Talent orchestration is a relatively new way of addressing some of these people related challenges. The premise behind it is simple. In an increasingly complex ecosystem humans are finding it difficult to make unbiased resourcing decisions at scale. In the same way that Deliveroo and Uber are not manually sifting through 1000s of drivers to find the best one for each order, technology can now help resource managers highlight the perfect match between skilled worker and client project. In this way a multitude of decision parameters can be factored in to determine the optimal outcome including, but not limited to: profitability, capacity, past experience, upskilling opportunities, well-being, time difference and ideal team composition. It’s a fundamental shift from legacy systems that mainly rely on two dimensions, profitability and capacity, whilst ignoring variables that can contribute to softer metrics such as employee satisfaction and retention.
Adadot is the world’s first talent orchestration platform for professional services firms, helping businesses manage their most valuable assets; people and time. Its unique technology combines algorithmic decision making and smart analytics to highlight the best resourcing decision. The platform provides insight into how a team’s time is managed, how busy team members are and also allows you to match your team’s skill sets from an external marketplace. Cloud-based and with an incredibly flexible data model, Adadot is built for remote. It was founded by a female-led team of Oxford and Imperial graduates who spent decades working in global professional services firms and experienced some of these challenges first-hand. Their mission is to empower firms and employees to work on their own terms on an unprecedented scale. Founder Alex Harris explains how “as the world is emerging from a forced experiment in remote working, it’s time to really invest in the right tools to empower both employees and firms to work under their own terms. Frankly speaking, the archaic hierarchical decision making structures that exist in established verticals like professional service need to be retired in favour of more flexible approaches rooted in transparency.” With strong backing from advisors and investors with experience in leadership positions in organisations like Microsoft and Google, Adadot have just closed their first funding rounds and are gearing up for their pilots. The startup has also been featured in Barclays Eagle Labs and AccelerateHer and is ready to transform how businesses gain insight into and make decisions around their key resources.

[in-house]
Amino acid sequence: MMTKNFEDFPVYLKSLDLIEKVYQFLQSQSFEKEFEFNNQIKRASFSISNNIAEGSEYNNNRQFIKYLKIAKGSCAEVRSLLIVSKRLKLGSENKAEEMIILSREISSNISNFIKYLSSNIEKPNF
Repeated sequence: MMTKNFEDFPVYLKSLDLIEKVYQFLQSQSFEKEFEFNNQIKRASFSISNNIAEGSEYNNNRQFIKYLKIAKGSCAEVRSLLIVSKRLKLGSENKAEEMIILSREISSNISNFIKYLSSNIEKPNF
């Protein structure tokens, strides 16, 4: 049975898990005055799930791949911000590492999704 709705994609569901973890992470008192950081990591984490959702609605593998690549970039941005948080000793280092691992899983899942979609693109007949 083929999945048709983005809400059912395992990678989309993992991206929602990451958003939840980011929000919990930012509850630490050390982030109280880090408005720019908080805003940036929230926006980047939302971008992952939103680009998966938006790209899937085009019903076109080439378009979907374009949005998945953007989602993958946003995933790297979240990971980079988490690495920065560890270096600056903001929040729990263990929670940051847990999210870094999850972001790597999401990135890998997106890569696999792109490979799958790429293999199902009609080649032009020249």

In conclusion, there has been a huge increase in the complexity of the environment that professional services operate in. Resourcing decisions have never been more complex and legacy systems are not in a place to provide support in an increasingly remote and fragmented world. New paradigms such as talent orchestration are coming in to enhance human decision making with powerful algorithms and optimise outcomes for professional services firms.